Commercial crops are those crops which are grown for sale either in raw form or semi processed form.

1. Sugarcane

Sugarcane belongs to bamboo family of plants and is indigenous to India. It is a Kharif crop. It is the main source of sugar, gur and khandsari. It also provides raw material for the manufacturing of alcohol. Bagasse, the crushed cane residue, also has multiple uses. It is used for manufacturing of paper. It is also an efficient substitute for petroleum products and a host of other chemical products. A part of it is also used as fodder.

(a) Temperature: It requires hot and humid climate with an average temperature of 21°C to 27°C.

(b) Rainfall: 75-150 cm rainfall is favourable for sugarcane cultivation. Irrigation is required in those areas where rainfall is less than the prescribed limit.

(c) Soil: It can grow in a variety of soils. In fact sugarcane can tolerate any kind of soil that can retain moisture. But deep rich loamy soil is ideal for its growth. The soil should be rich in nitrogen, calcium and phosphorous but neither it should be too acidic nor alkaline. Flat, plain and level plateau is an advantage for sugarcane cultivation because it facilitates irrigation and transportation of cane to the sugar mills. Sugarcane cultivation requires heavy manures and fertilizers because it exhausts the fertility of soils quickly and extensively.

(d) Labour: It is a labour orientated cultivation and requires cheap labour. Ample human hands are required at every stage i.e. sowing, hoeing, weeding, irrigation, cutting and carrying sugarcane to the factories.

(e) Distribution: India has the largest area under sugarcane cultivation in the world and the second largest producer next to Brazil. As far as distribution of sugarcane cultivation in India is concerned, there are three distinct geographical regions in the country. These regions are:

  1. The Satluj-Ganga plain from Punjab to Bihar containing 51% of the total area and 60% of the country’s total production.
  2. The black soil belt from Maharashtra to Tamil Nadu along the eastern slopes of the western Gahats.
  3. Coastal Andhra Pradesh and Krishna river valley.

2. Cotton

Cotton is the most important fibre crop not only of India but also of the entire world. It not only provides a raw material for cotton textile industry but also its seed is used in Vanaspati oil industry. The cotton seed is also used as part of fodder for milch cattle for better milk production. Cotton is a kharif crop and grown in tropical and sub-tropical areas.

(a) Temperature: Cotton is the crop of tropical and sub-tropical areas and requires uniformly high temperature varying between 21°C and 30°C.

(b) Rainfall: It grows mostly in the areas having at least 210 frost free days in a year. It requires modest amount of rainfall of 50 to 100 cm. However, cotton is successfully grown with the help of irrigation in the areas where rainfall is less than 50 cm. High amount of rainfall in the beginning and sunny and dry weather at the time of ripening are very useful for a good crop.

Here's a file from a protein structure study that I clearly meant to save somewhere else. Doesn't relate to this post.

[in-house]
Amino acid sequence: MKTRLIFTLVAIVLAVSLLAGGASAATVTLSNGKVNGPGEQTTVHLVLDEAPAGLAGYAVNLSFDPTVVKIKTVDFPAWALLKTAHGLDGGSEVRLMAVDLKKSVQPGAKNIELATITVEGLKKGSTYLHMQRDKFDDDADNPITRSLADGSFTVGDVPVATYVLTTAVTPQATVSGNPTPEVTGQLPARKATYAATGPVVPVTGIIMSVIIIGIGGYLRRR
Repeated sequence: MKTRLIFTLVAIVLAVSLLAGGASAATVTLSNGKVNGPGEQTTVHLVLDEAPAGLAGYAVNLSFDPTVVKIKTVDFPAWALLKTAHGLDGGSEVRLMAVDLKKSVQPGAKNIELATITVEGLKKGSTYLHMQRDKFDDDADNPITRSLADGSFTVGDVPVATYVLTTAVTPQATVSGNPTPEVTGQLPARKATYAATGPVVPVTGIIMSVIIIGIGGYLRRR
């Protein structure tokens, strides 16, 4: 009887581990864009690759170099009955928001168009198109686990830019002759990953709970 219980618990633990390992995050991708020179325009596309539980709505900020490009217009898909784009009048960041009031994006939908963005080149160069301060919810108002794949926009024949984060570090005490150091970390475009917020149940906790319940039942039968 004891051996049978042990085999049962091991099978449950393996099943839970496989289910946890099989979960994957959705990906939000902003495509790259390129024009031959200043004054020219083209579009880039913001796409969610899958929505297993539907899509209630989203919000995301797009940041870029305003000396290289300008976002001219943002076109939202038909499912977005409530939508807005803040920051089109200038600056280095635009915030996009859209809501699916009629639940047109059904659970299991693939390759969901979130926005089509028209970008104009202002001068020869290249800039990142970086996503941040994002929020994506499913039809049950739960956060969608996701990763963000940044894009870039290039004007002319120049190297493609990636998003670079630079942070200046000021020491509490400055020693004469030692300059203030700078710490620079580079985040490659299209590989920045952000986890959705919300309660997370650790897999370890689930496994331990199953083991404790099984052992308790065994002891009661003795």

(c) Soil: Cotton cultivation is very closely related to Black soils of Deccan and Malwa plateau. However, it also grows well in alluvial soils of the Satluj-Ganga plain and red and laterite soils of the peninsular region.

(d) Labour: As picking of cotton has not been made mechanised till now, therefore a lot of cheap and efficient labour is required at the time of picking.

(e) Distribution: India has the largest area under cultivation and third largest producer of cotton next only to China and the USA. Within the country, two third of total area and production is shared by four states. The main states for cotton production are Panjab, Maharashtra, Gujarat and Haryana.

3. Oil Seeds

It is one of the important groups of commercial crops in India. India has the largest area and production of oil seeds in the world. Oil extracted from oil seeds not only forms an important item of diet but also serves as raw material for the manufacturing of hydrogenated oils, paints, varnishes, soaps, lubricants, etc.

Oil-cake (the residue after the oil is extracted from the oil seeds) forms an important cattle feed and manure.

Groundnut: It is the most important oil seed of India. Groundnut is grown both as kharif and rabi crop but 90-95% of the total area is devoted to kharif crop.

(a) Temperature: It thrives best in the tropical climate and requires 20°C to 30°C temperature.

(b) Rainfall: 50-75 cm rainfall is favourable for groundnut cultivation. It is highly susceptible to frost, prolonged drought, continuous rain and stagnant water. Therefore dry winter is needed at the time of ripening.

(c) Soil: Well drained light sandy loams, red, yellow and black soils are well suited for its cultivation.

(d) Distribution: It is the most important oil seed of India and accounts for about half of the major oil seeds produced in the country. India is the largest producer of groundnut in the world and accounts for about one third of the world’s to the production. Andhra Pradesh, Tamil Nadu and Gujarat are three main producer of groundnut in India and account for about 60% of the total production. Another 30% of the total production comes from Maharashtra, Karnataka and Odisha.